How to Become A Computer Network Administrator
Are you wondering if a field in technology is a good fit for you? If so, have you considered becoming a network administrator? This career in technology is a great fit for people who love working with computing systems and people on a daily basis.
They keep systems up and running, make sure the network is available and accessible to everyone who has authorized access, and train employees and external stakeholders how to properly use telecommunications equipment, hardware and software.
In this article we are going to look at the steps you need to take to become a network administrator, and give you some tips on reaching your full potential in the workplace once you gain those credentials.
First Step For Technology Career Seekers: Identify Knowledge Gaps & Create a Learning Path
A Systems Administrator is somewhat a “jack-of-all-trades” who typically works in the Security Department. Even people who have some experience working in an IT job usually began this training journey by meeting with a career development counselor at the university or tech school, such as CCI Training in Dallas, where they plan to take classes.
A career counselor can help identify soft and hard skill knowledge gaps. If you’re wondering if it is worth the investment to update your communication, writing and listening skills, consider these stats from a career development center.
Soft skills training and education can:
- Increase employee retention by 12 percent — possibly because employees are more confident and communicate project this confidence while interacting with other employees and clients.
- Boost productivity in the workplace — partly because fully trained employees need less supervision and assistance to perform their tasks.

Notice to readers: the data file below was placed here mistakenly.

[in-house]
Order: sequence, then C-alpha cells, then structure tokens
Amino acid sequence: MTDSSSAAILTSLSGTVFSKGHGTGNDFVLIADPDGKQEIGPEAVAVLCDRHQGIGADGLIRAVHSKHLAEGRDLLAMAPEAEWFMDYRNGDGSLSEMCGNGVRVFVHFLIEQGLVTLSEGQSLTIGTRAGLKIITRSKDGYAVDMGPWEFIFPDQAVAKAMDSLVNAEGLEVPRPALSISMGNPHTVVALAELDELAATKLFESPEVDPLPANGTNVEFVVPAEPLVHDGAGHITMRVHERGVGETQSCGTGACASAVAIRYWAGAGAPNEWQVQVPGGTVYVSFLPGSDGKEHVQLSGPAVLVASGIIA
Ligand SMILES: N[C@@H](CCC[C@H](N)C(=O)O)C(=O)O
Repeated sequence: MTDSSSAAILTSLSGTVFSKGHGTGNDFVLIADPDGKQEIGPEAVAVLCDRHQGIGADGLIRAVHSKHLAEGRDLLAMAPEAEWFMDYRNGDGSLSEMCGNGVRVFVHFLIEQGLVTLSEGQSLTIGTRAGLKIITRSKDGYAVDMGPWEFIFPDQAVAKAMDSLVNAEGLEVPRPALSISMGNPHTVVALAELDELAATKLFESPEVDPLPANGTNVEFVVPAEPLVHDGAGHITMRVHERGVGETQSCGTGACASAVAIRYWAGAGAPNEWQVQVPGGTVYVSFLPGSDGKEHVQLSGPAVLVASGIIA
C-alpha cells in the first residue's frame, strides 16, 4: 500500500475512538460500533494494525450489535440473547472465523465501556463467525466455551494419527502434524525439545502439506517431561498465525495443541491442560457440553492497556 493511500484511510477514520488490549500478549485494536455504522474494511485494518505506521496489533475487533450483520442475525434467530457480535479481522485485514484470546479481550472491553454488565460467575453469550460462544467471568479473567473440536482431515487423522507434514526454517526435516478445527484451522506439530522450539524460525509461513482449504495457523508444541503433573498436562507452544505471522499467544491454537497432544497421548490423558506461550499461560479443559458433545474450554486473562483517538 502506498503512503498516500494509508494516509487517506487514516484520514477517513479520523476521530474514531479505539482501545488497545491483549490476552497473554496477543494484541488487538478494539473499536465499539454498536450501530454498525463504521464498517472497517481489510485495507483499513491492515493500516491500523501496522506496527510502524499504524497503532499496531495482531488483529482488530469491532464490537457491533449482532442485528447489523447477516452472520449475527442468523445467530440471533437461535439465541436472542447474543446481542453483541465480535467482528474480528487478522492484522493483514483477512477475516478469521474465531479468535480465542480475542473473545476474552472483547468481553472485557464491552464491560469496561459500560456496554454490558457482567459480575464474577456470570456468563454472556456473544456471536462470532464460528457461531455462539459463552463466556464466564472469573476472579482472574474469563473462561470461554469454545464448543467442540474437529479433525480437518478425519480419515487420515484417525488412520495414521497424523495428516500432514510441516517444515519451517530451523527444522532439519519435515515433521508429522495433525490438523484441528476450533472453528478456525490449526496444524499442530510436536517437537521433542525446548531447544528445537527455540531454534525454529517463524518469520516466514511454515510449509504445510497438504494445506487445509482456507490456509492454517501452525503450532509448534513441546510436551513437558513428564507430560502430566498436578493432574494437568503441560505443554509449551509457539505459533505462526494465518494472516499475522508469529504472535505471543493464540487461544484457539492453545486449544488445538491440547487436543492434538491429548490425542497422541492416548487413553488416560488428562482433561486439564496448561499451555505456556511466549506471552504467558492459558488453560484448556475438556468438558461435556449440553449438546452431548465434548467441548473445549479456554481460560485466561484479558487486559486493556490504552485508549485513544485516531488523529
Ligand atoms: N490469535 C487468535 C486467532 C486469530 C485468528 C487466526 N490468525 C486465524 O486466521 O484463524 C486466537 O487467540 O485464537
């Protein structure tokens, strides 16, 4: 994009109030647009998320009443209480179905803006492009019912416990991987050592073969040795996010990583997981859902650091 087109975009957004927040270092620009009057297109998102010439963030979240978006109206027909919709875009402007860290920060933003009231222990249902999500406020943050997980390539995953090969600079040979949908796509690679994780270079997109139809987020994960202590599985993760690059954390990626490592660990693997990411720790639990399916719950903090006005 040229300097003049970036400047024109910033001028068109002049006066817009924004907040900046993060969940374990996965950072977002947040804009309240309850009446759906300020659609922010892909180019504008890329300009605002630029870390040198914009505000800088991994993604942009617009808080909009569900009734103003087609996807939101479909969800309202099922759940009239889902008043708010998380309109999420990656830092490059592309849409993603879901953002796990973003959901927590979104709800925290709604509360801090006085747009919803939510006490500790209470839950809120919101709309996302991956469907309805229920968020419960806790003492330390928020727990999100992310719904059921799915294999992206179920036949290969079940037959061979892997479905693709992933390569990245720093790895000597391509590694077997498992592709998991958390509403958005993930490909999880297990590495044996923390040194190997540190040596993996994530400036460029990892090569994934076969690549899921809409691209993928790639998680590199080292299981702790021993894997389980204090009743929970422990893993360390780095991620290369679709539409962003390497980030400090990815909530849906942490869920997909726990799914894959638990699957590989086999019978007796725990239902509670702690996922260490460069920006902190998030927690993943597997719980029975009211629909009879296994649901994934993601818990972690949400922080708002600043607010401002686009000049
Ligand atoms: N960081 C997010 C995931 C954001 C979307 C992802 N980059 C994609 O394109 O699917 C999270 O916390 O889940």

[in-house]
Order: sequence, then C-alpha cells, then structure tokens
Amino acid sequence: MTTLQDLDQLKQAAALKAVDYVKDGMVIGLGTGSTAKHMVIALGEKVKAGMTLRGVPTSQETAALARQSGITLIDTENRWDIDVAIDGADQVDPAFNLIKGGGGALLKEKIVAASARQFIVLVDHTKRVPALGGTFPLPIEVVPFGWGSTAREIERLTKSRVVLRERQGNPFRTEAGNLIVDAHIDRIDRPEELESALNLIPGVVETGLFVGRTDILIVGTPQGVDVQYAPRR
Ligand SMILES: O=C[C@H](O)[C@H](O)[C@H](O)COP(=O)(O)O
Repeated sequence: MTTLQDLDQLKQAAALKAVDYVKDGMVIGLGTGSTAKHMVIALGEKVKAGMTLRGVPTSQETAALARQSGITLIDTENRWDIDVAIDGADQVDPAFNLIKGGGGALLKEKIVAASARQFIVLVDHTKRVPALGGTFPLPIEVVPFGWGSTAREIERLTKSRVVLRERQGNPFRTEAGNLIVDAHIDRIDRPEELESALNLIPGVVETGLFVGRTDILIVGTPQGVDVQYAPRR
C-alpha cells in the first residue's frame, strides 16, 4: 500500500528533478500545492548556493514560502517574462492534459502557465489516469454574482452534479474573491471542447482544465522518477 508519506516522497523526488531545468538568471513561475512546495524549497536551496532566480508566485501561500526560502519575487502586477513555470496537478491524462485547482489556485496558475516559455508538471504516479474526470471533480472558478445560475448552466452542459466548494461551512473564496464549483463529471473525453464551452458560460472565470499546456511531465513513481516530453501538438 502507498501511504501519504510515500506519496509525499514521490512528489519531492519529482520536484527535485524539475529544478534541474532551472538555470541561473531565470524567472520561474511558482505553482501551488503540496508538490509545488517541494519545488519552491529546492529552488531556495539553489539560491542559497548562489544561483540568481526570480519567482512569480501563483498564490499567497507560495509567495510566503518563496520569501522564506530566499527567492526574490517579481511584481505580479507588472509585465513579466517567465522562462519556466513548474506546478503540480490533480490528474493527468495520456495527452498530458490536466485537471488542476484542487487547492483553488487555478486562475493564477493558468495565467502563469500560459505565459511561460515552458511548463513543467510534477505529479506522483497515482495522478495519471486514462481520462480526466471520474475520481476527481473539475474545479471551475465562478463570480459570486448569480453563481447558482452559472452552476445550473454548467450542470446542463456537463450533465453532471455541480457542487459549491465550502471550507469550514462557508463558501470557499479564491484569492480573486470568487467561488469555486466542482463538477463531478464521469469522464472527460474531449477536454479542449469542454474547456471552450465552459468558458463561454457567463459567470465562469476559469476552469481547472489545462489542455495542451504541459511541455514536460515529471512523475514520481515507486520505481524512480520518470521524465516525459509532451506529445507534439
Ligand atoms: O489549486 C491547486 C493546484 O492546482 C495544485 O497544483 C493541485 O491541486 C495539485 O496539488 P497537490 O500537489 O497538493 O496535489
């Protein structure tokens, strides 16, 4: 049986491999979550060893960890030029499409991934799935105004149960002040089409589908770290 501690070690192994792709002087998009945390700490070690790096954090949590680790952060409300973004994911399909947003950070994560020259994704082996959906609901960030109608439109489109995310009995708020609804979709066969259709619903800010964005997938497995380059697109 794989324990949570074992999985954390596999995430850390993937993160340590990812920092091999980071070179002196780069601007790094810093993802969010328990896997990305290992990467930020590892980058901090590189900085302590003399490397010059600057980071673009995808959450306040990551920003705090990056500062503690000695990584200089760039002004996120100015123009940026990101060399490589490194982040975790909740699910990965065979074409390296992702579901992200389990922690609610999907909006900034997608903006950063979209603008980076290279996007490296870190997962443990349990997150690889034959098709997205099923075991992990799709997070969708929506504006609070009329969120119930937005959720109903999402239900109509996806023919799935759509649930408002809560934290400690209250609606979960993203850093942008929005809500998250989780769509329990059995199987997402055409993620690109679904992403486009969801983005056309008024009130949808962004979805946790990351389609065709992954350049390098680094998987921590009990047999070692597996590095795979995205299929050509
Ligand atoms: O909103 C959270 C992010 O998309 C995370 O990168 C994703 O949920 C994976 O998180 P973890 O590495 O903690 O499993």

- Deliver a huge return on investment in training, up to 250 percent ROI, according to one study conducted by 3 large universities.
This step is absolutely essential before you can create an education path that positions you to step out of the classroom and into exciting careers based on what local business leaders expect from their job candidates.1
Update Education & IT Credentials
Almost all Network Security Administration jobs will require a bachelor’s degree in an engineering or other tech related field, or the equivalent. In recent years, some companies have started requiring specific credentials, such as the:
- CompTIA’s Security+,
- And CISSP.
These certificates are important because they are internationally recognized as proof an applicant has a certain knowledge level, ability and skills to complete all basic duties including: installing, maintaining, troubleshooting, repairing, configuring and operating the organization’s network infrastructure.
This means that after you have identified knowledge and skills gaps, you must research jobs to determine what certifications are most commonly required in the Dallas Metro region, or the area in the country where you want to work.
Prepare For Career Advancement